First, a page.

Starting our food journey with our first “A” country – Afghanistan! One of my coworkers is Afghani and his aunts gave me the recipe for this Kabuli Pulao, the national dish of Afghanistan. So we went out, gathered the ingredients, and got to cooking!
Time: 3-4 hours
Ingredients (4 servings):
2 cups / 340g basmati rice
2 cups / 470 ml freshly boiled water
2 lamb shanks or lamb shoulder or leg (2lbs / 850g)
3 carrots (7oz / 200g)
1.8oz / 50g raisins
4 cloves garlic
3 tbsp sesame oil
3 tbsp vegetable oil
1 1/2 tbsp butter
1 tbsp tomato paste
3 tsp cumin
3 tsp sugar
1 tsp cardamom powder
1 tsp turmeric
1/2 tsp black pepper
1 tbsp + 1/2 tsp salt
1/8 tsp saffron (3-6 threads, depending on the color you’re aiming for)
2 ice cubes (from blooming the saffron)
1 tbsp slivered pistachios as garnish (optional)
Place your saffron threads on the ice cubes in a small bowl and set aside until the ice is completely melted.
Slice your carrots into julienne/matchstick sized pieces.
Dice onion and mince garlic.
We used lamb shanks for the presentation in our recipe, but you can use lamb shoulder, or another type of meat if lamb isn’t your jam.
Heat sesame oil in a large pan and sear your lamb shanks on all sides until they are completely golden brown on all sides.
Remove the meat and fry the onions until translucent (approx. five minutes), then add your garlic and cook until fragrant.
Add tomato paste, turmeric, black pepper, 1 tsp cumin, and salt. Fry on med-low heat for approx. five minutes to get rid of the “raw” tomato paste flavor.
Add 2 cups of boiling water and stir until the tomato paste is evenly distributed.
Add the meat to the pan, cover, and simmer on low for approx. 1 hour and 45 minutes. After 1 hour, add half of the saffron water.
Melt the butter in a small pan. Add your carrots and cook for approx. five minutes. Sprinkle sugar over and cover. Cook for 10 minutes, stirring occasionally.
Remove the carrots and cook the raisins in the same pan for 3-5 minutes.
You’ll want to prep your rice about 15-20 minutes before your meat finishes.
Wash your rice until the water runs clear (usually 4-5 times).
Boil water in a pot with 1 tsp of salt and add the rice once the water boils. Stir to ensure that the rice doesn’t stick.
After about 3 minutes, you want to start taste-testing your rice. You want it to be soft on the outside, but still hard/crunchy on the inside. This is called “par-boiled” or “pre-cooked”. This took us about 5 minutes, but can take anywhere between 3-10 minutes to reach this stage.
Once you reach the par-boiled stage, you want to strain your rice and rinse it with cold water to pause the cooking process.
Once the meat is done to your liking (lamb can be done rare, but you can let it cook as long as you prefer!), remove it from the pan. You can strain the sauce through a fine-meshed sieve/colander to remove the onion and garlic.
If you used meat that was sliced/cubed, you can do this using meat, spices, and garnishes, but for ours, since we wanted to leave the lamb shanks whole for presentation, we only used the garnishes and spices.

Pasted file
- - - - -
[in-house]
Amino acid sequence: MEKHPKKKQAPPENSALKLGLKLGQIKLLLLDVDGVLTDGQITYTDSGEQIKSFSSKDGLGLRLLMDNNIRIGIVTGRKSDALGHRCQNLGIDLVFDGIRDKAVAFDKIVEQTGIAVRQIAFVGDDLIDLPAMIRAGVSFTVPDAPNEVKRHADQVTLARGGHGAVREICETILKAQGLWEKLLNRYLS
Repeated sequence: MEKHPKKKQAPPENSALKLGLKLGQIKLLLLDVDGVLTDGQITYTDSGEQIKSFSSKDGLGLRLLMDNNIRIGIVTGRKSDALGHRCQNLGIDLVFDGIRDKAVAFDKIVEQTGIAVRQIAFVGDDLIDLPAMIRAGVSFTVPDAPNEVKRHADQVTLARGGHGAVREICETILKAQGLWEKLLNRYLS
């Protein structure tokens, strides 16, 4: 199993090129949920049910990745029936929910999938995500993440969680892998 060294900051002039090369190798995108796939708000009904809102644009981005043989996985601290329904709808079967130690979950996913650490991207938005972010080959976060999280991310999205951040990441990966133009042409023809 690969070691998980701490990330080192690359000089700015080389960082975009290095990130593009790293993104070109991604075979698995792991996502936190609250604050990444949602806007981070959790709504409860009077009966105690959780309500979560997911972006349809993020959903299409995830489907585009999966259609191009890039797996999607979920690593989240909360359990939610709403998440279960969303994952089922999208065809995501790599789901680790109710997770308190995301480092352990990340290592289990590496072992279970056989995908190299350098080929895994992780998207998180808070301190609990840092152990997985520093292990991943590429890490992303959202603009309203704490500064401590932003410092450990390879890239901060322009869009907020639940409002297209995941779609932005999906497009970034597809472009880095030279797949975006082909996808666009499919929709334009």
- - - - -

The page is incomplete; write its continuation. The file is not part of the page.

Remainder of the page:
Set aside some of your sauce, carrots, raisins, and spices for garnish.
Pat your pan dry and add a very thin layer of oil and 2 tbsp of hot water. Then, add your first layer of rice-enough to completely cover the bottom. Then drizzle over some sauce, sprinkle in your carrots and raisins, and top that with your remaining cumin and cardamom powder. Repeat this until all of your ingredients are used up (you will likely want to end up with rice as your final layer).
Turn on the heat to medium. Using a wooden spoon, poke three holes in the rice to allow the steam to escape. Line your lid with a clean kitchen towel, and as soon as steam rises from the pan, cover the pan with the towel-lined lid. Reduce the heat to low. Allow the rice mixture to steam for 45 minutes.
Soak the bottom of your hot pan into ice-cold water to allow the crispy rice (called the tahdig) on the bottom to separate from the pan.
Place your serving dish upside down over the pan, so when you flip the pan, the rice lands upright on the plate.
Garnish with your carrots and raisins, slivered pistachios, and pour the remaining saffron water over the rice.
Plate your lamb shanks in a crossed manner on top of the rice.
Ingredients: ★★★★★ (5/5)
All of these ingredients were pretty easy to find. We were able to find all of the ingredients at either Walmart or Wegmans. There weren’t too many things that we didn’t already have in our pantry since we keep it pretty stocked. It was most difficult to find the saffron and the lamb shanks, but those were easy to locate at Wegmans, or you might be able to find them at a local international market.
Time: ★★☆☆☆ (2/5)
This dish took a really long time, and a lot of the cooking needed our attention. Definitely not a dish you can make in a pinch, but it would be a good dish for a dinner party!
Taste: ★★★★☆ (4/5)
This dish taught me that I personally am not a fan of lamb. But, my partner is and she loved this dish. The sweet carrots and raisins played well with the savory rice and sauce. The crunchy tahdig was also a great textural change from the rest of the dish.
Price (per serving) (each $ is $5 increments): $$ (2/5)
This dish was actually quite cheap per serving! The lamb shanks cost about $25, which comes out to about $6.50 per serving. The spices were a bit pricey to start, but since we used only a few tsp of each, it really only added up to a handful of cents. Even the saffron, which was a $15 investment, only used about $1 worth for the entire dish.
We completed this dish in January 2021.